The Malverne Community Theater is holding a viewing of its first ever cinematic short film on Monday, Nov. 29 at 7 p.m. at the Malverne Movie Theater.
Titled “Midnight T4les,” the 30-minute film is an anthology, meaning it consists of four separate, unrelated stories that blend the genres of horror and comedy. The film premiered over Halloween weekend, shown three times through an online streaming service.
“It’s something we love,” said Malverne Community Theater President David Coonan, who noted that the MCT creates a Halloween-themed production each year. He said that blending comedy and horror is natural for the group of nine to 10 theater actors. “For us, it’s never been an issue because we’re big fans of comedy and we’re also big fans of horror,” Coonan said.
Malverne Community Theater President David Coonan said that the rise of virtual communication and creation during the pandemic is essential to understanding the film and how the company came to create it.
Prior to the pandemic, the company planned to hold live, in-person productions. Despite live theater being a “standstill,” Coonan said the Malverne-based company “tried to keep (theater) alive” through March and September 2020 through the virtual space of Zoom. Having streamed a production through Facebook Live in the past, Coonan said he was confident the company could produce quality content in this manner.
Amid the pandemic, the MCT created an app featuring improv games, videos featuring sonnets read aloud by actors for its Instagram page, old radio plays from the 1930s and 1940s read aloud by nine or 10 members of the company for its YouTube channel, and more.
These pandemic-era, largely virtual productions and creations naturally led the company to the idea of creating a film. “It allowed us to explore the virtual space and become so saturated in the virtual space that we literally got bored of ourselves,” Coonan said.
“This is a direct result in the change of the landscape. It’s not something that was ever on my radar,” Coonan said about the theater company’s decision to create a film. “Let’s do something we’ve never done before – let’s make a movie,” Coonan said, summarizing the agreement the group came to for its Halloween 2021 production.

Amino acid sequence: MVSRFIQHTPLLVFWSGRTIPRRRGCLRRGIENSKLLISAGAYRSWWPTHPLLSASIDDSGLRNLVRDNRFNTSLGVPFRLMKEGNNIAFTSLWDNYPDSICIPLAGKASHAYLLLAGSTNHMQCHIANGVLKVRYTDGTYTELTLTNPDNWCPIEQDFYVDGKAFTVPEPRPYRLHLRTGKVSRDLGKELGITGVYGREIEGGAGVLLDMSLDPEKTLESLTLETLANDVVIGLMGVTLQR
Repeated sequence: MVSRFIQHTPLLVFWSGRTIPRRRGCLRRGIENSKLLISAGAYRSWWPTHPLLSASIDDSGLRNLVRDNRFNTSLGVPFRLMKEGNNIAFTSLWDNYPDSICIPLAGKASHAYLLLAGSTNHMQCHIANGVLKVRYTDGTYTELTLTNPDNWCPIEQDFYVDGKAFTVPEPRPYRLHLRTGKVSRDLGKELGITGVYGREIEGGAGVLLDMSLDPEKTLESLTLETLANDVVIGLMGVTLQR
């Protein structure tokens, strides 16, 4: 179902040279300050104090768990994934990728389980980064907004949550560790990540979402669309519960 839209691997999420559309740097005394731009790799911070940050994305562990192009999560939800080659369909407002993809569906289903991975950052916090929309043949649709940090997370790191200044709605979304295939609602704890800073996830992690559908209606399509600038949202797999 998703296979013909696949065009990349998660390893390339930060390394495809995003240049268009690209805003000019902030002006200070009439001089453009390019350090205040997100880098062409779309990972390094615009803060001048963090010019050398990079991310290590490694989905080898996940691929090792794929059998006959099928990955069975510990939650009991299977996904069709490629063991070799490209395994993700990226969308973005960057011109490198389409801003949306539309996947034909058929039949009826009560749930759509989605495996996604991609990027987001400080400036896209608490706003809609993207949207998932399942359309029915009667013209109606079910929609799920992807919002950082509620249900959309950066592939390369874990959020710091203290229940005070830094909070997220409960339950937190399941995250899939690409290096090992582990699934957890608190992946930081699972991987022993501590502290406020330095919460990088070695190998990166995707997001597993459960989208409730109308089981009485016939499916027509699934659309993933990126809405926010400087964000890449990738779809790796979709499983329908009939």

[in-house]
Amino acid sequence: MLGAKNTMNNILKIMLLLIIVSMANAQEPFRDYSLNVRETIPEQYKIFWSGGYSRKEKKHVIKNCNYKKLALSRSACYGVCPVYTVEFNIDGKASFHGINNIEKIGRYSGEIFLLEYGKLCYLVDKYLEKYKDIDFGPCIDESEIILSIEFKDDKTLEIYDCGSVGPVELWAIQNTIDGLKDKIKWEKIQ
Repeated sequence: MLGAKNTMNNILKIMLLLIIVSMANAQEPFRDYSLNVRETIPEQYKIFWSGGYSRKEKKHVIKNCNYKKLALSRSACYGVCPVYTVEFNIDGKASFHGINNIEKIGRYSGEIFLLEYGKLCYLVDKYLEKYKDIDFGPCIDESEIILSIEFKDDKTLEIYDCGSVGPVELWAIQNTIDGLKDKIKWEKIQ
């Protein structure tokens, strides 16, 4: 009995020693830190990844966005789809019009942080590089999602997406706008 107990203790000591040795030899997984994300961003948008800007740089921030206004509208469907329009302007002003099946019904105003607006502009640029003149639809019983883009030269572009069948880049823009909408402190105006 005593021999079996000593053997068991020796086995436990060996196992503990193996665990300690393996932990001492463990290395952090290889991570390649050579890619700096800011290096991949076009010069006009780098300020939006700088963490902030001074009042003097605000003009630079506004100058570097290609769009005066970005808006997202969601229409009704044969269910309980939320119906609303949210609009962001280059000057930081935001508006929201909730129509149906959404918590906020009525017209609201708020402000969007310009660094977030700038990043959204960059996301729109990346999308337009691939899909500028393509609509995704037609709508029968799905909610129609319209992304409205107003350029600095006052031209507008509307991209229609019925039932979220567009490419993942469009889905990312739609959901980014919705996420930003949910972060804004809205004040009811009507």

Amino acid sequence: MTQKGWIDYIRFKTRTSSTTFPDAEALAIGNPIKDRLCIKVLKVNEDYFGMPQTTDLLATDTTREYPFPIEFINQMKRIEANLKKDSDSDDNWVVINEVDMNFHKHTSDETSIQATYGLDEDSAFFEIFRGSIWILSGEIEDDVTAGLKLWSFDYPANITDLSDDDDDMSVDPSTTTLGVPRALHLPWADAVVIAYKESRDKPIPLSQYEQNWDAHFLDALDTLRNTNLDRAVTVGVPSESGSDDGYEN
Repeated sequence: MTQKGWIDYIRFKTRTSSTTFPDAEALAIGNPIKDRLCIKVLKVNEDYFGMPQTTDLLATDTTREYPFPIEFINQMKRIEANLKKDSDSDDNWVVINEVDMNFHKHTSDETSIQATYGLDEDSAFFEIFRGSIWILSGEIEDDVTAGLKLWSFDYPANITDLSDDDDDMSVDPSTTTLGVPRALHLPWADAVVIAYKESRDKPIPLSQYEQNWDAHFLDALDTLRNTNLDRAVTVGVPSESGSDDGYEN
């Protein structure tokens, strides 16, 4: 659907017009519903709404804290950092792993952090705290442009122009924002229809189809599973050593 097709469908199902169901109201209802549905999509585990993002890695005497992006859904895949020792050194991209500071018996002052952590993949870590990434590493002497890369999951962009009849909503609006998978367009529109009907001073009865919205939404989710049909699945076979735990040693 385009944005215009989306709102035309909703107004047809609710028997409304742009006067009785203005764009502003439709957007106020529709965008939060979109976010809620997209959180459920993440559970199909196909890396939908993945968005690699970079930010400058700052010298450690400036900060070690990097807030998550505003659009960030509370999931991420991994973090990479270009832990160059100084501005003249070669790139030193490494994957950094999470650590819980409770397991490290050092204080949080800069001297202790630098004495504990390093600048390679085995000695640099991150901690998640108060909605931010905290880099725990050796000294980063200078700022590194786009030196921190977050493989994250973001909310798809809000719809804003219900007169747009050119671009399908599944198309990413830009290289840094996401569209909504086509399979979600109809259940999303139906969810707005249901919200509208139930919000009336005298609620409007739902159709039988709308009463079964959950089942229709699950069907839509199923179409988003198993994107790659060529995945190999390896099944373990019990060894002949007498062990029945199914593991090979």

After the film premiered on Halloween, Coonan said he felt like he wanted it to be shown “on the big screen.”
“I really felt like I was missing an opportunity,” he said. He wanted it to be shown at the Malverne Movie Theater, described by Coonan as “the staple of the arts” in the village.
The theater agreed to show the film, the stand-alone film being shown on the evening of Nov. 29 at the theater.
“I want as many people to come as possible,” Coonan said of the showing, which is open to the public, adding that a donation of $5 or $10 is optional. Food and beverages will be provided. “It’ll be a fun event… I would love the community to come and see this,” Coonan said.
Coonan said that the film was special to members of the MCT.
“I think everybody kind of enjoyed it,” Coonan said, adding that he plans to create another film in the future. Part of the success of the film is the close connection shared by the group prior to the pandemic and the film.
“I think having worked with each other for so long now… it makes it almost second nature to kind of understand each other,” Coonan said. Michelle Cavil, art director of the MCT, touched on the connection shared by the core group at the MCT in a previous Herald story. “We’re so close, we feed off each other and we work so well together,” Cavil said.
Coonan said there was a lot of excitement among MCT members to see each other in person following restrictions in 2020 due to the pandemic. “We just enjoyed seeing each other in person again, that was the number one thing,” he said. “It’s a camaraderie thing, being together again.”